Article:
Tesla’s worst-ever year brings $17 bln windfall for shorts

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Investors betting against Tesla Inc. are getting the big bonanza they have been waiting for, with the electric-vehicle maker set to record its worst annual performance on record.

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Short sellers in the company — or bearish investors who stand to gain when an asset’s price falls — are poised to reap mark-to-market profits of about $17 billion, making Tesla the most profitable short trade of the year, data from S3 Partners shows.

Tesla has tumbled more than 42 percent in December alone, driving it to a loss of 68 percent this year — marking a radical about face for a stock that surged during the low-rate era of the pandemic.

It’s a rare victory for the shorts, whose 89 percent return comes after several years of significant losses, S3’s Ihor Dusaniwsky said. About 2.9 percent of Tesla’s free float is held short, according to S3 data.

Tesla has faced a tumultuous year, with investors fleeing risk assets over concerns about geopolitical uncertainty, high inflation, rising interest rates and a possible recession.

Add to that worries that Tesla Chief Executive Officer Elon Musk’s focus will be diverted to his recently acquired social-media company, Twitter, just as demand for electric vehicles is set to take a hit.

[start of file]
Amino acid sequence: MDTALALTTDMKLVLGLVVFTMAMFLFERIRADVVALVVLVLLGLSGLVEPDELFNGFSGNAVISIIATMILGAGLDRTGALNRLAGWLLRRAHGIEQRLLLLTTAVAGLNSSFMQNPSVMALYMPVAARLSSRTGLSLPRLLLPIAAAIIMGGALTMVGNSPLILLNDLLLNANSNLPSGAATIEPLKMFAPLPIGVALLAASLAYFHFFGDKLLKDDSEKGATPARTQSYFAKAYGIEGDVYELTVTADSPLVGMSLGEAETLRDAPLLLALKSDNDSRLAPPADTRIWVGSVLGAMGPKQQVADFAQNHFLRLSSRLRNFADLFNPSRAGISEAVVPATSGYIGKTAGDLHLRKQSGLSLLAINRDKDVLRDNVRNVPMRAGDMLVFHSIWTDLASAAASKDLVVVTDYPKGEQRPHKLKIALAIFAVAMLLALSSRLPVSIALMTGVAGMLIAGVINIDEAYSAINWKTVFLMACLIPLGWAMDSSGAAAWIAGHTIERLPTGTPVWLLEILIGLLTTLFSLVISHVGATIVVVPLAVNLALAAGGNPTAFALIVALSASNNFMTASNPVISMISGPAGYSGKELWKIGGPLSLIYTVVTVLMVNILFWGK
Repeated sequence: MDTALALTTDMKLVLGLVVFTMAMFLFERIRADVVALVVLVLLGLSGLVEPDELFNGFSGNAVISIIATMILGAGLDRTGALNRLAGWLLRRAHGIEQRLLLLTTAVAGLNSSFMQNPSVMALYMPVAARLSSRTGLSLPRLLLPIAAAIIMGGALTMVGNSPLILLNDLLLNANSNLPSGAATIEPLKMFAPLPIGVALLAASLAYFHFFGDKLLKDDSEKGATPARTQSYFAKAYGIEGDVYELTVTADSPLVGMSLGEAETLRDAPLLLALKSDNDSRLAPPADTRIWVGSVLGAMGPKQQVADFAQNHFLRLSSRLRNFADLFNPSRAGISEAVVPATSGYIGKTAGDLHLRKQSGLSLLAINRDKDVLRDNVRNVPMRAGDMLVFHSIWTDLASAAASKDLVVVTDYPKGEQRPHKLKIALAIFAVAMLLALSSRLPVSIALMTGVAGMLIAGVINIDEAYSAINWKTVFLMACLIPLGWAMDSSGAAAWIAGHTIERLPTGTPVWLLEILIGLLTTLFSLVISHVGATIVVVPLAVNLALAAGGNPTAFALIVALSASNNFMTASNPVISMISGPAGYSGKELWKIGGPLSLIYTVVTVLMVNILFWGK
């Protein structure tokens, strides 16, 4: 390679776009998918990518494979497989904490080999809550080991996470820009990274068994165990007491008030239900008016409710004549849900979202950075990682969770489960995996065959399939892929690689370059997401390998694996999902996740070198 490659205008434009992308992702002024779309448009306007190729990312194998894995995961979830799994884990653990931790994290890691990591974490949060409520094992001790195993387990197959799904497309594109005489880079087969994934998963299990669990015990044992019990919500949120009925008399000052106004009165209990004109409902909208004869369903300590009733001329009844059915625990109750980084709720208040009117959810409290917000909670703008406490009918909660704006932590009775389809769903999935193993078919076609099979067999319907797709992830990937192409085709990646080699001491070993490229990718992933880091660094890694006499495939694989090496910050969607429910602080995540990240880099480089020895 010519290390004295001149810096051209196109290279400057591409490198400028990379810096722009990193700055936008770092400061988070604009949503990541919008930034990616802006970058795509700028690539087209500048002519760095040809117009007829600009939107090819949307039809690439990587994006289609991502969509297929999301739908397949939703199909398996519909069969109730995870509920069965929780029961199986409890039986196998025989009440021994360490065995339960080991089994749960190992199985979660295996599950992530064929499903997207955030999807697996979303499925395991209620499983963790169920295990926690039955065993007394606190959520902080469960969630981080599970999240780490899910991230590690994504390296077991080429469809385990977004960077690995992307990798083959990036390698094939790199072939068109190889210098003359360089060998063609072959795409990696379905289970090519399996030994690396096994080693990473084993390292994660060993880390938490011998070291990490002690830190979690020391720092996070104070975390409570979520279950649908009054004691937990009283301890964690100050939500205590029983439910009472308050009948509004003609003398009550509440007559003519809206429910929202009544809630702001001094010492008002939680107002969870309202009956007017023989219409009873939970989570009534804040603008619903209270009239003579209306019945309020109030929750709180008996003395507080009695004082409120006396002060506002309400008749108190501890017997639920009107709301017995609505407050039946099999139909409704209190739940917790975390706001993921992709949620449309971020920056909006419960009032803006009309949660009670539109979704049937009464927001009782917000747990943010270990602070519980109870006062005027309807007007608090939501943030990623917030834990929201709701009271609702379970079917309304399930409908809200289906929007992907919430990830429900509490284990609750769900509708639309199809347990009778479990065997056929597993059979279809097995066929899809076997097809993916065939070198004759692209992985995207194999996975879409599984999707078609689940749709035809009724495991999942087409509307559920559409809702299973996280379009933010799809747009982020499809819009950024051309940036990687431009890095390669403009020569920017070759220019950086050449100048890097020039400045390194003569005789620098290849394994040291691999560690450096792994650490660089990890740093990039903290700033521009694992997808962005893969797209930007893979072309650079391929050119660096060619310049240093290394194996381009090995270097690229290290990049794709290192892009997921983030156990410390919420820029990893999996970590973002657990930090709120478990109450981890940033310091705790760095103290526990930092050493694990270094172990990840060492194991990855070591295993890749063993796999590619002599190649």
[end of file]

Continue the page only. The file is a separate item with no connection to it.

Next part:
Dusaniwsky expects short selling to persist until the stock reaches a bottom. But analysts and investors are still struggling to see a bottom, especially as the company is due to report fourth-quarter delivery numbers early next month and has been offering large buyer incentives.

Tesla shares rose 3.5 percent in premarket trading on Thursday.

Even if share price begins to recover, its notorious volatility could continue to linger, according to S3’s Dusaniwsky.

“When Tesla’s stock begins to tick upwards, there should be a flurry of short covering which will help boost its stock price higher and quicker as shorter-term short sellers look to realize their outsized mark-to-market profits before they evaporate, he said.

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